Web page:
LONDON - A UK judge ruled on Monday (June 30) that Johnny Depp has breached a court order for failing to disclose texts that allegedly show him attempting to procure drugs, reports USA Today.
Judge Andrew Nicol's ruling is part of the 57-year-old's libel action against British tabloid newspaper, The Sun.
In 2016, Depp's ex-wife, actress Amber Heard, obtained a restraining order against Depp after allegations of abuse, which the actor denied. The couple's divorce was finalised in 2017.
Following Heard's allegations, The Sun published an article in 2018, calling Depp a "wife-beater".
Depp sued Heard and the newspaper in 2019 and 2020 respectively for defamation.
His libel suit was filed against The Sun's parent company, News Group Newspapers, as well as the newspaper's executive editor, Dan Wootton.
The hearing was originally scheduled for March, but was postponed to Jul 7 due to the coronavirus.
The Sun's lawyer, Adam Wolanski, argued that the case should be dismissed as Depp failed to disclose "Australian drug texts".
Between late February and early March 2015, shortly before "a three-day ordeal of physical assaults", according to Heard, the actor was allegedly taking MDMA (ecstasy) and drinking heavily.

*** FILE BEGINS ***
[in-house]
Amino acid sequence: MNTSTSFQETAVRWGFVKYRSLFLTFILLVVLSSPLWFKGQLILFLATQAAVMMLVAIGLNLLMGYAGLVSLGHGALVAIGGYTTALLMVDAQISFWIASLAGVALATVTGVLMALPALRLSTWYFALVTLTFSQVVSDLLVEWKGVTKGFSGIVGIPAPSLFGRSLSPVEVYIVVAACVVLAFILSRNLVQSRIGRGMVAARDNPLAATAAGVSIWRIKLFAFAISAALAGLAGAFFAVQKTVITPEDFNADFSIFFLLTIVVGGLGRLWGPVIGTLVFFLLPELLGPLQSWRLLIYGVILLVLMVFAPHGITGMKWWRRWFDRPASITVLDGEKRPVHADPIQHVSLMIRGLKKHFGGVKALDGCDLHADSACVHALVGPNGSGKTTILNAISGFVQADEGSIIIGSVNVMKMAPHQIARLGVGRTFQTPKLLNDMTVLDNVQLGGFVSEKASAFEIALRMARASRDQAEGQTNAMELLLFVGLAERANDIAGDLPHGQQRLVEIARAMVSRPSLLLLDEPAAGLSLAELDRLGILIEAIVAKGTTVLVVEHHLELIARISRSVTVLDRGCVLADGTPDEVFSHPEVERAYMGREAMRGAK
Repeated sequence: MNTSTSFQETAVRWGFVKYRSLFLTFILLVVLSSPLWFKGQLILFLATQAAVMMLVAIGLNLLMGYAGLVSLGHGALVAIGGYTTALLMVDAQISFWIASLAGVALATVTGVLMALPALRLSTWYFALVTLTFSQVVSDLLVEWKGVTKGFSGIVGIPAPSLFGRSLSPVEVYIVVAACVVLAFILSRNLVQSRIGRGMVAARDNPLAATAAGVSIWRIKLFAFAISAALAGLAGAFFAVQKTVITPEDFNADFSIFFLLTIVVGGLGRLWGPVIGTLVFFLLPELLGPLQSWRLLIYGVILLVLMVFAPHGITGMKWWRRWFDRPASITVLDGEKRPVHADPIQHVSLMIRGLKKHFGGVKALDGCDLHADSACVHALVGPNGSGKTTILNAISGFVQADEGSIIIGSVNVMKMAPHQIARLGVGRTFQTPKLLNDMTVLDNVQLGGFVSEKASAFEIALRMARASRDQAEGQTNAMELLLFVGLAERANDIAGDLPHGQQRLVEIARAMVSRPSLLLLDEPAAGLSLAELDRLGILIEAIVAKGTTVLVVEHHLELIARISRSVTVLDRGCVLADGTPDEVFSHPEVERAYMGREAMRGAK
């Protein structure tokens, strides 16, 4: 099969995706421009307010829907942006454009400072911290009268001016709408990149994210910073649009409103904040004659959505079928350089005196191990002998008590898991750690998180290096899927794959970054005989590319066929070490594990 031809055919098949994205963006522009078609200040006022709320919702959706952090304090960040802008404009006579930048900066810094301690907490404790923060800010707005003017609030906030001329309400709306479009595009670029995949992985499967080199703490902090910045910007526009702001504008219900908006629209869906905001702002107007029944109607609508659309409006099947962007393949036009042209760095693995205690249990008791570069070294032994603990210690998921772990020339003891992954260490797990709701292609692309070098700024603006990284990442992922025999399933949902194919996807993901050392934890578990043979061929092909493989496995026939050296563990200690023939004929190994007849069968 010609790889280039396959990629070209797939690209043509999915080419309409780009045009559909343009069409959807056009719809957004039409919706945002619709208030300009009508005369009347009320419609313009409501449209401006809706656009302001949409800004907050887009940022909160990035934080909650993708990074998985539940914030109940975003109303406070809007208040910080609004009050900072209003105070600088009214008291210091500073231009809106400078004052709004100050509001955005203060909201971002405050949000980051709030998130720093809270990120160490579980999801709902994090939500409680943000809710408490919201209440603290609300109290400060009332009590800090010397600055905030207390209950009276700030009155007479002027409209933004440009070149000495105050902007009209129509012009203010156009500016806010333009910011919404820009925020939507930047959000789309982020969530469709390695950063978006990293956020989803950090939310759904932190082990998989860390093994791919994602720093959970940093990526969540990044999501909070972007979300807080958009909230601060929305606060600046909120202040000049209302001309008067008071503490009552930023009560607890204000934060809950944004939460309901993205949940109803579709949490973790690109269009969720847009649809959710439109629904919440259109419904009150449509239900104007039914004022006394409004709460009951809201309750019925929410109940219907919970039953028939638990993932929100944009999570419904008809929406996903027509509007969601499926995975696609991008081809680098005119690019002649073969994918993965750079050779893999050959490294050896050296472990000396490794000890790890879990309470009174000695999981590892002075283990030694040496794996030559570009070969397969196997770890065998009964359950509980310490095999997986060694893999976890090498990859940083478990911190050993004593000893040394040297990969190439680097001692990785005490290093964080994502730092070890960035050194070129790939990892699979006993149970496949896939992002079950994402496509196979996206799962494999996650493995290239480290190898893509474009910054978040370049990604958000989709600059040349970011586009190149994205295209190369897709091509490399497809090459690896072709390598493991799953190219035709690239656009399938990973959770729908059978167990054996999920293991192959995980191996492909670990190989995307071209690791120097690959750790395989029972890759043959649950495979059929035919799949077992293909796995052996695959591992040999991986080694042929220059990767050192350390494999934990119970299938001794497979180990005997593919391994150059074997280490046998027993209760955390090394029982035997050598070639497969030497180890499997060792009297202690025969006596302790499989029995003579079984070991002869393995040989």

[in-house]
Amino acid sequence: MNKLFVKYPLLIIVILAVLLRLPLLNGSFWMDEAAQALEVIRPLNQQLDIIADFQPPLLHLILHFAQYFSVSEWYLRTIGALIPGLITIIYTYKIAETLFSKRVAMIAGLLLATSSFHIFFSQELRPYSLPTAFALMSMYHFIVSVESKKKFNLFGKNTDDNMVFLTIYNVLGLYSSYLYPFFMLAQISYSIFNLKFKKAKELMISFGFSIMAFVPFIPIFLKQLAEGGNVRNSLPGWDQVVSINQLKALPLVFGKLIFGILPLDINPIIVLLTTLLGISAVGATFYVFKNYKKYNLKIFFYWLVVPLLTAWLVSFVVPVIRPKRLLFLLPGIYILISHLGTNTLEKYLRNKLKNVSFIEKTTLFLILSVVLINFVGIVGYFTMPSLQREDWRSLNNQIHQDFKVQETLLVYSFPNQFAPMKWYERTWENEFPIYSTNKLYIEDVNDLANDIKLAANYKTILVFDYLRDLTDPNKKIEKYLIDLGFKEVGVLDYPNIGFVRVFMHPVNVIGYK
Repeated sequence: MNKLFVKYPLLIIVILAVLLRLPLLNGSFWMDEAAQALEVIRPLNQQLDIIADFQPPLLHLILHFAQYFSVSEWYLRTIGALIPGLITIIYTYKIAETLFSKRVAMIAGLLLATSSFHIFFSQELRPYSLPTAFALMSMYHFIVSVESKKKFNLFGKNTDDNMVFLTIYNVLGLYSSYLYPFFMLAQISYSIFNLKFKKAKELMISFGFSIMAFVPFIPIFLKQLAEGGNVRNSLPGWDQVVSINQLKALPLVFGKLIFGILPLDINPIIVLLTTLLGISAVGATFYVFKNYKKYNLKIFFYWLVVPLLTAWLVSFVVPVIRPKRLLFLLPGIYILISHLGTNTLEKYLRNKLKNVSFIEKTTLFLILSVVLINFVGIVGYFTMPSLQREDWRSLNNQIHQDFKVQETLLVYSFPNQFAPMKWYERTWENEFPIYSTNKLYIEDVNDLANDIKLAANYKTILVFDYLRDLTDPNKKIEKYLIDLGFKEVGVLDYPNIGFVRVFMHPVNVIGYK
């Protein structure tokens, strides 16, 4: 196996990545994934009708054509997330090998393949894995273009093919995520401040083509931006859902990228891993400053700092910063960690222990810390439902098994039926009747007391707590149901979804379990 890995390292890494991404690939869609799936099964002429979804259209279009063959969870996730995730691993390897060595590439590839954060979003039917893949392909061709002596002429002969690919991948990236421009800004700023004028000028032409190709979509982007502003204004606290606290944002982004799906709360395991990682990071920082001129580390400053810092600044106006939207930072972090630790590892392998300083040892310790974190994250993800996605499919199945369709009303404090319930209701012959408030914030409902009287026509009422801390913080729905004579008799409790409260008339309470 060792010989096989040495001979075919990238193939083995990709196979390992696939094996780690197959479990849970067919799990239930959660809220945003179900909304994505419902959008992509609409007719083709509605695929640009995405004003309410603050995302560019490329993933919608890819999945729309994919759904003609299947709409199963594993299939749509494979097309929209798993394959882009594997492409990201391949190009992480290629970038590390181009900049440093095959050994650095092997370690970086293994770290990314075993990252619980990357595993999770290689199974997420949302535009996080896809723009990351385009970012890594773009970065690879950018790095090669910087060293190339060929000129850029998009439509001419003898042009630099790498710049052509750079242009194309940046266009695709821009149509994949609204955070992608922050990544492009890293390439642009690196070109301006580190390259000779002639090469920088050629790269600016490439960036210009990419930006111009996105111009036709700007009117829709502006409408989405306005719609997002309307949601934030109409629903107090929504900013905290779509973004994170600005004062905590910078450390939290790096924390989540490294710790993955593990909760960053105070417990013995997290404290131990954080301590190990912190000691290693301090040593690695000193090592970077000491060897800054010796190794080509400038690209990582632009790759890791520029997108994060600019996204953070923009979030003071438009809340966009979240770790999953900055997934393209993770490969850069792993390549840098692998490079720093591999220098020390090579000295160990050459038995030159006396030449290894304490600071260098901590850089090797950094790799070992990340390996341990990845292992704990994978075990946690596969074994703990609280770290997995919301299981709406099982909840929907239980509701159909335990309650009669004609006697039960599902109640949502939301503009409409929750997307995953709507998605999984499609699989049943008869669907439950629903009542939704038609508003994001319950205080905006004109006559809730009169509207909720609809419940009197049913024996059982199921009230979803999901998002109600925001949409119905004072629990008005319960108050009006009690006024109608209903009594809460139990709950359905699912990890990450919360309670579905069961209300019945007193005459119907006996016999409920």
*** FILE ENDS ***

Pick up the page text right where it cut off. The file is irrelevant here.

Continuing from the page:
The Sun's team claims that a series of texts between Depp and his assistant, Nathan Holmes, prove that Depp was trying to procure drugs at the time. It also argues that withholding the texts endangers the defendant's ability to get a fair trial, and is a breach of a previous court order requiring the actor to provide all documents from separate libel proceedings against Heard in the United States.
Depp's attorney argued that the texts did not relate to the allegations of violence, and therefore, were not relevant to the case.
On Monday, the judge ruled that Depp had breached the disclosure order. However, he did not immediately throw out the case.
Depp and Heard are both expected to give evidence in person at the London trial. The actor's former partners, Vanessa Paradis, and Winona Ryder are also expected to provide evidence.
In addition to the alleged incident in Australia, Sun's defence team will refer to 13 separate allegations of domestic violence incidents between early 2013 and May 2016.